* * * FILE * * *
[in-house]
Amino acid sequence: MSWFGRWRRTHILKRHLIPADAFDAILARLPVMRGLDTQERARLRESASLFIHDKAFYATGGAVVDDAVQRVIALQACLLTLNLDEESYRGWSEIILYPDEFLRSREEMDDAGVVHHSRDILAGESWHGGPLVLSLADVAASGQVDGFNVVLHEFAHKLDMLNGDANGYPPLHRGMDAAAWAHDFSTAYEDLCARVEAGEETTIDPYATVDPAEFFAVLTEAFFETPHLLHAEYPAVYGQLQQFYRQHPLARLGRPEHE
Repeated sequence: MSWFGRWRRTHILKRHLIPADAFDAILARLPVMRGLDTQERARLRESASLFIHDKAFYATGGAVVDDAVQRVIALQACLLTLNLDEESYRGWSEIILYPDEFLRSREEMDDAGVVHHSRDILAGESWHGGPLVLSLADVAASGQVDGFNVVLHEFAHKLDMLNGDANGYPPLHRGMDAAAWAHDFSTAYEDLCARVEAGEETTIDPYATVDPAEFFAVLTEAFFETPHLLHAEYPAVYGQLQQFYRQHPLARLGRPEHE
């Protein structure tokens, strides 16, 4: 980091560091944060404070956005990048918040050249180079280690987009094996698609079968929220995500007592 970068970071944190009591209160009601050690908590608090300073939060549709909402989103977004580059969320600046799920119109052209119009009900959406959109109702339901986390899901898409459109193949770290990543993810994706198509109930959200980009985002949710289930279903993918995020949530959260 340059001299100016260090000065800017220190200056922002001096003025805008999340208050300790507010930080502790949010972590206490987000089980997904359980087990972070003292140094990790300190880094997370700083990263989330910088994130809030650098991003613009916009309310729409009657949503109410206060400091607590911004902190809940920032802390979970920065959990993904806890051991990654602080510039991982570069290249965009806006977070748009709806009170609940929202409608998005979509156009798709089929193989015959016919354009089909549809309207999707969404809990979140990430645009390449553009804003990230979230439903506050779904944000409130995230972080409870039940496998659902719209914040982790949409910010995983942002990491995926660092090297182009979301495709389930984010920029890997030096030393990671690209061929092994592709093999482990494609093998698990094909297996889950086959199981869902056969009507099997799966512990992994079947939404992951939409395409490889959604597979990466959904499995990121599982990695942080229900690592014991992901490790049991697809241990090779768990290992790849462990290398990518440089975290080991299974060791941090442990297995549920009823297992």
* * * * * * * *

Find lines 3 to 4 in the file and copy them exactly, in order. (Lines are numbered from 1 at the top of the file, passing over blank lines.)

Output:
Repeated sequence: MSWFGRWRRTHILKRHLIPADAFDAILARLPVMRGLDTQERARLRESASLFIHDKAFYATGGAVVDDAVQRVIALQACLLTLNLDEESYRGWSEIILYPDEFLRSREEMDDAGVVHHSRDILAGESWHGGPLVLSLADVAASGQVDGFNVVLHEFAHKLDMLNGDANGYPPLHRGMDAAAWAHDFSTAYEDLCARVEAGEETTIDPYATVDPAEFFAVLTEAFFETPHLLHAEYPAVYGQLQQFYRQHPLARLGRPEHE
């Protein structure tokens, strides 16, 4: 980091560091944060404070956005990048918040050249180079280690987009094996698609079968929220995500007592 970068970071944190009591209160009601050690908590608090300073939060549709909402989103977004580059969320600046799920119109052209119009009900959406959109109702339901986390899901898409459109193949770290990543993810994706198509109930959200980009985002949710289930279903993918995020949530959260 340059001299100016260090000065800017220190200056922002001096003025805008999340208050300790507010930080502790949010972590206490987000089980997904359980087990972070003292140094990790300190880094997370700083990263989330910088994130809030650098991003613009916009309310729409009657949503109410206060400091607590911004902190809940920032802390979970920065959990993904806890051991990654602080510039991982570069290249965009806006977070748009709806009170609940929202409608998005979509156009798709089929193989015959016919354009089909549809309207999707969404809990979140990430645009390449553009804003990230979230439903506050779904944000409130995230972080409870039940496998659902719209914040982790949409910010995983942002990491995926660092090297182009979301495709389930984010920029890997030096030393990671690209061929092994592709093999482990494609093998698990094909297996889950086959199981869902056969009507099997799966512990992994079947939404992951939409395409490889959604597979990466959904499995990121599982990695942080229900690592014991992901490790049991697809241990090779768990290992790849462990290398990518440089975290080991299974060791941090442990297995549920009823297992």